In November 2005, Merck filed a motion to dismiss the complaints of all plaintiffs residing outside of the United States on forum non conveniens grounds. Judge Higbee determined to hear the motion as it applied to the U.K. plaintiffs first and, after full briefing and argument, dismissed their claims as improperly brought in New Jersey. Her conditional order of dismissal required Merck to submit to service of process and jurisdiction in the U.K.; to agree to satisfy any final judgment rendered by a U.K. forum; to forego any statute of limitations defense applicable because of the pendency of suit in the United States; and to permit plaintiffs, under specified conditions, to return to New Jersey if the U.K. declined to accept jurisdiction over their claims. This appeal followed.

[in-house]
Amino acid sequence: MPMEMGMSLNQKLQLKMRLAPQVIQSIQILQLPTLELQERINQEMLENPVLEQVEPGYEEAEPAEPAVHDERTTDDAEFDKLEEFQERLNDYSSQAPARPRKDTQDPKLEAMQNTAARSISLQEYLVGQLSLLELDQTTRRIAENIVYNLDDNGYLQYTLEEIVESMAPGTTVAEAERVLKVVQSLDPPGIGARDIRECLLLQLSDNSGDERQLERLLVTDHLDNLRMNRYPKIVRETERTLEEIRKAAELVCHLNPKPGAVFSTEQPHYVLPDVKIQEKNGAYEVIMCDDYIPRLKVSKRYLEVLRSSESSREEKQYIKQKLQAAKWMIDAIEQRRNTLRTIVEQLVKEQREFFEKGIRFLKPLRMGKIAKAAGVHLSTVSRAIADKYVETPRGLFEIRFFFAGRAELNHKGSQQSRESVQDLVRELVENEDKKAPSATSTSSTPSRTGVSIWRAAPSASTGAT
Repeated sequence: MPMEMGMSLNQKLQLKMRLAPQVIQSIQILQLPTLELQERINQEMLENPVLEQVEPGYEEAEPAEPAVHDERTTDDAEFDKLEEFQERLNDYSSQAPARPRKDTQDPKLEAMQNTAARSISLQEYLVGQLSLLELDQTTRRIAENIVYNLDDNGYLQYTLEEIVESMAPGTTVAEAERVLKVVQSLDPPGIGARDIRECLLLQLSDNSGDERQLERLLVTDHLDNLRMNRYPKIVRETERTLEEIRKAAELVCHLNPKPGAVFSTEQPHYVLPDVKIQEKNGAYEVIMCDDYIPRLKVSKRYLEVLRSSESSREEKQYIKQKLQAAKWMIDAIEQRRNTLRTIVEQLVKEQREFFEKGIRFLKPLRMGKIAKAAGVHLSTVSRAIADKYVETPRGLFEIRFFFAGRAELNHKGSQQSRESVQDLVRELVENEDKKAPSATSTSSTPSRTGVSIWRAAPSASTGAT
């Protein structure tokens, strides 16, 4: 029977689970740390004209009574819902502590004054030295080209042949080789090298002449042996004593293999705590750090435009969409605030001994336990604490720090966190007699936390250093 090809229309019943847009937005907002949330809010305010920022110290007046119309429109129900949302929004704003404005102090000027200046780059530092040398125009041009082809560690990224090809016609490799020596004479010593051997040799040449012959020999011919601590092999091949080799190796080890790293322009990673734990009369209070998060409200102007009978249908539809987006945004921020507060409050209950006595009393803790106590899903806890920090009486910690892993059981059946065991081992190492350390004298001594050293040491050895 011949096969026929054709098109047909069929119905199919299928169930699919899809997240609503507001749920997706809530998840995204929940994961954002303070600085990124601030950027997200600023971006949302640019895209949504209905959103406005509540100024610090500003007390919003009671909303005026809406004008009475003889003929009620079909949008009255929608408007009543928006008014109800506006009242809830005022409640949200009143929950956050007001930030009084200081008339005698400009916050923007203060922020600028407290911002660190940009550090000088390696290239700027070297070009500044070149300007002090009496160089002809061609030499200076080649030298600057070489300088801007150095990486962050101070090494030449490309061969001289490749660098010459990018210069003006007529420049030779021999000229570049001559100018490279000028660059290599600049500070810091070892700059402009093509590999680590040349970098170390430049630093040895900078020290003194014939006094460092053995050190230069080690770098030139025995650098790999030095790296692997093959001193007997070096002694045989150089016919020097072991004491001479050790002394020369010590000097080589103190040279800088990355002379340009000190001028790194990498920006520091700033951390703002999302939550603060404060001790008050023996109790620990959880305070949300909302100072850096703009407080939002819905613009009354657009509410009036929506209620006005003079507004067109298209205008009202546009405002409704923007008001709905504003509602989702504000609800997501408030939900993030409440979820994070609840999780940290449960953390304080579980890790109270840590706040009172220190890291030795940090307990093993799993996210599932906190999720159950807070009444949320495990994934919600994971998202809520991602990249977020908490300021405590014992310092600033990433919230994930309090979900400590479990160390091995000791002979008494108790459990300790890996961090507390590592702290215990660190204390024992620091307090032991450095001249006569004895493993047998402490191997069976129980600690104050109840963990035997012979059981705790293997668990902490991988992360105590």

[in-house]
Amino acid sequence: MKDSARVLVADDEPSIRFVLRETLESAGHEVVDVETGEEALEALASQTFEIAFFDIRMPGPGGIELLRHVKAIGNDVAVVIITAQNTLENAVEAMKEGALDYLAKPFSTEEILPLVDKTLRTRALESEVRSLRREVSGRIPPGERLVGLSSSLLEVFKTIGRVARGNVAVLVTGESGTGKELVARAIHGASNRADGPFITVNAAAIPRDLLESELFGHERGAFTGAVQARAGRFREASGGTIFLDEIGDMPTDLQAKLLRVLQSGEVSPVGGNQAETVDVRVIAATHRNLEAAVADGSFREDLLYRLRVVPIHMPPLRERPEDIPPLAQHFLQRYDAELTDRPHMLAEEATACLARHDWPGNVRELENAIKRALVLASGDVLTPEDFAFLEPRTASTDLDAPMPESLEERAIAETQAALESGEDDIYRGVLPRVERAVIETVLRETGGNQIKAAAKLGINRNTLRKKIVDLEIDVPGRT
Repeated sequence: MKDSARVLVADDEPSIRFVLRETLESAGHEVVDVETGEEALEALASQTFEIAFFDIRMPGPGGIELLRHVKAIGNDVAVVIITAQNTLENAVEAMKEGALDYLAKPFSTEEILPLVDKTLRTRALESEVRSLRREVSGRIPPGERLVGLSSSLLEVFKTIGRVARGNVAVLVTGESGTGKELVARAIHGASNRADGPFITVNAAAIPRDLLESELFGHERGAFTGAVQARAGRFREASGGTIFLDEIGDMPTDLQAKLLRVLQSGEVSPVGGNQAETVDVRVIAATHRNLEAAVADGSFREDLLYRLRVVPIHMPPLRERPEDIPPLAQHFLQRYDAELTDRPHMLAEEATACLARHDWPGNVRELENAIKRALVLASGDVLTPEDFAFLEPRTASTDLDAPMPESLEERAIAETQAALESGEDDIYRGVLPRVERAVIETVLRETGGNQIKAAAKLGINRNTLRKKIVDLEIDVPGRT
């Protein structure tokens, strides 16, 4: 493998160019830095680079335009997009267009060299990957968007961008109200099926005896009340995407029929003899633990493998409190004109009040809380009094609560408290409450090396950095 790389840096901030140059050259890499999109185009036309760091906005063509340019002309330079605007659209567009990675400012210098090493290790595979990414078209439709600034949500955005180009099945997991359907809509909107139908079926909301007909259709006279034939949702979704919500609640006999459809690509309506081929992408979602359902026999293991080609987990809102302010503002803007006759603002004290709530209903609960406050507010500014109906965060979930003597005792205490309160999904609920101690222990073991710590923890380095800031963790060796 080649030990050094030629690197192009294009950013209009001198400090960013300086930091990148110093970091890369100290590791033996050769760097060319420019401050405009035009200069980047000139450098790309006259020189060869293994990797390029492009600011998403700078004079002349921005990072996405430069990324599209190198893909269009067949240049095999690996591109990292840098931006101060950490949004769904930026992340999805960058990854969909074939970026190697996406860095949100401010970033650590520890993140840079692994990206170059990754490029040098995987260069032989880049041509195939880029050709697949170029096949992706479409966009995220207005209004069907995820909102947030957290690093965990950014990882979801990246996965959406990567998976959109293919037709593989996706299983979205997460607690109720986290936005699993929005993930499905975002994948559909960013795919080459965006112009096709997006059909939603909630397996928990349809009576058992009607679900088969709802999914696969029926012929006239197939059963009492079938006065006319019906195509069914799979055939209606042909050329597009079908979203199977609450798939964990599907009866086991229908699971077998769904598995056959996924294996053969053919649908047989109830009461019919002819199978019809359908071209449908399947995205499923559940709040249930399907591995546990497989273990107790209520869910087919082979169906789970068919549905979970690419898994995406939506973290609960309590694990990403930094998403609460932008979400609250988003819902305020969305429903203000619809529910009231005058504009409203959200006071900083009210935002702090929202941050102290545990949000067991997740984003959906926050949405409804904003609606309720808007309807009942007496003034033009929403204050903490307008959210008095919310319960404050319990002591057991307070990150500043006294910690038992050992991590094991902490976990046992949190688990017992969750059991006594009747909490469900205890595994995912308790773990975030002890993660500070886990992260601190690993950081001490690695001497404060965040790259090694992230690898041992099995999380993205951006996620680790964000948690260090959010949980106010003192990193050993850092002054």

The equitable doctrine of forum non conveniens was "crystallized" by the United States Supreme Court in Gulf Oil Corp. v. Gilbert, 330 U.S. 501, 67 S.Ct. 839, 911 L.Ed. 1055 (1947) and Koster v. (American) Lumbermen's Mut. Cas. Co., 330 U.S. 518, 67 S.Ct. 828, 91 L.Ed. 1067 (1947), and the principles expressed there were adopted in New Jersey in Gore v. U.S. Steel Corp., 15 N.J. 301 (1954), cert. denied, 348 U.S. 861, 75 S.Ct. 84, 99 L.Ed. 678 (1954). State and federal precedent have not since diverged. The New Jersey Supreme Court in Gore described the doctrine as "non-discriminatory," observing that it does not "turn on considerations of domestic residence or citizenship as against foreign residence or citizenship," but rather, "on considerations of convenience and justice." Id. at 311. For this reason, it may be applied both for and against both domestic and foreign plaintiffs. "It is true that under the doctrine an action by or against a resident will ordinarily not be dismissed as being in an inconvenient forum, but it is also true that ordinarily an action by or against a nonresident will not be dismissed as such." Ibid.